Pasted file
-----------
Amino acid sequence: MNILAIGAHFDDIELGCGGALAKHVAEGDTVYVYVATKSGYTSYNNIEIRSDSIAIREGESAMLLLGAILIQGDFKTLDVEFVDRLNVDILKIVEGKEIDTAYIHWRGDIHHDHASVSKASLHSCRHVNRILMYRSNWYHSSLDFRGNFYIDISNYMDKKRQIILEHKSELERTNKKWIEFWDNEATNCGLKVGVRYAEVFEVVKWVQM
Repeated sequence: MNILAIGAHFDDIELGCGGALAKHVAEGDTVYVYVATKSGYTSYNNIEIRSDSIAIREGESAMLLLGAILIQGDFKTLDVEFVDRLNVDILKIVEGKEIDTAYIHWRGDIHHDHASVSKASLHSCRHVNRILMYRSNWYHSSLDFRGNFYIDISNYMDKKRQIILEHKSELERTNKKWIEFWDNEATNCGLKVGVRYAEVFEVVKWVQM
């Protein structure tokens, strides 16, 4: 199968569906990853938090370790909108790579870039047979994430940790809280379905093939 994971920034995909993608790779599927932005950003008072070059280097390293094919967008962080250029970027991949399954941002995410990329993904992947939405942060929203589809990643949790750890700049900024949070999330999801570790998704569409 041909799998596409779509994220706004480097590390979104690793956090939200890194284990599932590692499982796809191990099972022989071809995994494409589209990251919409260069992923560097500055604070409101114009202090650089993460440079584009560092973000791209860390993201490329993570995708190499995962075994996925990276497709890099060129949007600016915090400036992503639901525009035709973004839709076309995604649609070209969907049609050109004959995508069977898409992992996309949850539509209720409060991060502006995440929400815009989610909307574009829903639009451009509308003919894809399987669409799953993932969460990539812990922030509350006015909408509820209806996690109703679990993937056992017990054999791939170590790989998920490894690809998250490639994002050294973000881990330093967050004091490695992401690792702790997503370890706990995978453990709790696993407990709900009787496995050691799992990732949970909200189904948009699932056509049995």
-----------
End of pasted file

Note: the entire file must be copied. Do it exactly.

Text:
Amino acid sequence: MNILAIGAHFDDIELGCGGALAKHVAEGDTVYVYVATKSGYTSYNNIEIRSDSIAIREGESAMLLLGAILIQGDFKTLDVEFVDRLNVDILKIVEGKEIDTAYIHWRGDIHHDHASVSKASLHSCRHVNRILMYRSNWYHSSLDFRGNFYIDISNYMDKKRQIILEHKSELERTNKKWIEFWDNEATNCGLKVGVRYAEVFEVVKWVQM
Repeated sequence: MNILAIGAHFDDIELGCGGALAKHVAEGDTVYVYVATKSGYTSYNNIEIRSDSIAIREGESAMLLLGAILIQGDFKTLDVEFVDRLNVDILKIVEGKEIDTAYIHWRGDIHHDHASVSKASLHSCRHVNRILMYRSNWYHSSLDFRGNFYIDISNYMDKKRQIILEHKSELERTNKKWIEFWDNEATNCGLKVGVRYAEVFEVVKWVQM
């Protein structure tokens, strides 16, 4: 199968569906990853938090370790909108790579870039047979994430940790809280379905093939 994971920034995909993608790779599927932005950003008072070059280097390293094919967008962080250029970027991949399954941002995410990329993904992947939405942060929203589809990643949790750890700049900024949070999330999801570790998704569409 041909799998596409779509994220706004480097590390979104690793956090939200890194284990599932590692499982796809191990099972022989071809995994494409589209990251919409260069992923560097500055604070409101114009202090650089993460440079584009560092973000791209860390993201490329993570995708190499995962075994996925990276497709890099060129949007600016915090400036992503639901525009035709973004839709076309995604649609070209969907049609050109004959995508069977898409992992996309949850539509209720409060991060502006995440929400815009989610909307574009829903639009451009509308003919894809399987669409799953993932969460990539812990922030509350006015909408509820209806996690109703679990993937056992017990054999791939170590790989998920490894690809998250490639994002050294973000881990330093967050004091490695992401690792702790997503370890706990995978453990709790696993407990709900009787496995050691799992990732949970909200189904948009699932056509049995």